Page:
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  • Salary sacrificing super – information for employers

    An employee can 'sacrifice' part of their salary or wages into super contributions under an agreement with you. You then pay the sacrificed amount to your employee's super fund on their behalf.

    There may be benefits to both of you in that:

    • for your employee      
      • salary sacrificing is a tax effective way of increasing their super, provided they stay within their contribution caps
    • for you      
      • salary sacrificed super contributions aren't subject to fringe benefits tax
      • the contributions are tax deductible.

    To get these benefits, the contributions must be made under an 'effective salary sacrifice arrangement' to a complying super fund.

    From 1 January 2020, salary sacrificed super contributions cannot be used to reduce your super guarantee obligations, regardless of the amount your employee elects to salary sacrifice. This means for the purposes of super guarantee (SG), the salary sacrificed amount will not count towards your super guarantee obligations.

    In addition, the amount of super you are required to pay, to avoid the super guarantee charge will be 9.5% of the employee's ordinary time earnings (OTE) base. The employee's OTE base is the sum of the employee's OTE and any sacrificed OTE amounts.

    You now need to:

    • review your salary sacrifice arrangements, ensuring:
      • using your employee's OTE base to calculate your SG obligation
      • not counting salary sacrificed amounts towards the minimum amount of SG you have to pay
    • check that all of your systems correctly calculate your SG obligation in light of these changes.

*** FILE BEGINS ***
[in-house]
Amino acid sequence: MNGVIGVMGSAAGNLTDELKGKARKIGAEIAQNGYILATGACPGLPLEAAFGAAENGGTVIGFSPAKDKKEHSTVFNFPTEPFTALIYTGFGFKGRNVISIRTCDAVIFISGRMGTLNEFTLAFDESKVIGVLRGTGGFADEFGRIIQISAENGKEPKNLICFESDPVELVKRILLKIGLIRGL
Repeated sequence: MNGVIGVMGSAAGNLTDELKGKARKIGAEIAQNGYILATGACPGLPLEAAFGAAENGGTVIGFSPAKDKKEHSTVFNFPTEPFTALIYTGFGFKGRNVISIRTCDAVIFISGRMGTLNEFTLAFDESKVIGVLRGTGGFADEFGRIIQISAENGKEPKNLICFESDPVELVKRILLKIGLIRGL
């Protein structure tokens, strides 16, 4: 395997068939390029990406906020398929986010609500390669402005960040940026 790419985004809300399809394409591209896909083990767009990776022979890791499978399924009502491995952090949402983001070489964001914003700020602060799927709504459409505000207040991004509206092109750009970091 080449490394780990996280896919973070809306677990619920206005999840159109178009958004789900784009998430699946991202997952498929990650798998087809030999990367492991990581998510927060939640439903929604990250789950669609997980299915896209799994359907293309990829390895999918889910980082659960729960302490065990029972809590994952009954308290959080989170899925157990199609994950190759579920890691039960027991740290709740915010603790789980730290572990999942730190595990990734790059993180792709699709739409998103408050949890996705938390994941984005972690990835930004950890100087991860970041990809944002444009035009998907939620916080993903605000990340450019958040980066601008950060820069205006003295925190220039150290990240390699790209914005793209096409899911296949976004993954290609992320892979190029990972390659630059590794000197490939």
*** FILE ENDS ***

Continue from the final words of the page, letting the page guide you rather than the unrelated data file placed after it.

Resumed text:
Example: Employer adjusts arrangement to ensure amounts salary sacrificed are now included in the employee's OTE base

    Sharon earns $2,000 a week and has an effective salary sacrifice agreement with her employer to sacrifice $500 to her superannuation fund each week. Sharon's salary only comprises OTE amounts.

    Sharon’s employer previously calculated his SG liability on the after salary sacrifice wage per week of $1,500 ($2,000 - $500). This amounted to contributions totalling $142.50 ($1,500 × 9.5%) to be made to Sharon’s superannuation fund to satisfy the employer’s SG liability. From 1 January 2020, Sharon’s employer must calculate the SG liability on her OTE base which includes sacrificed OTE amounts.

    To meet his SG obligation under the new law, Sharon’s employer must contribute $190 to Sharon’s super fund ($2,000 × 9.5%). This is in addition to the $500 Sharon salary sacrifices each week.

    The salary sacrificed amounts are paid to Sharon's super fund each week under the salary sacrifice arrangement. However, the employer only needs to pay the SG contributions to Sharon's super fund by the applicable quarterly due dates.

    End of example

    It is advisable that you and your employee clearly state and agree on all the terms of any salary sacrifice arrangement. You should consult the Fair Work CommissionExternal Link before proceeding.

    Salary sacrifice contributions you make for an employee must be included on their annual payment summary as reportable employer super contributions.

    You don't have to offer or agree to salary sacrifice arrangements with your employees. You may wish to speak to a tax adviser about the implications for your business.

    Note: Since 1 July 2017 the 10% maximum earnings test has been abolished from the personal superannuation contributions deductions eligibility criteria. This has meant you may have seen an increase in employees opting out of their salary sacrifice agreements. If your employees opt out, you must ensure you are paying them the required superannuation guarantee entitlements.

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      Last modified: 31 Oct 2019QC 17235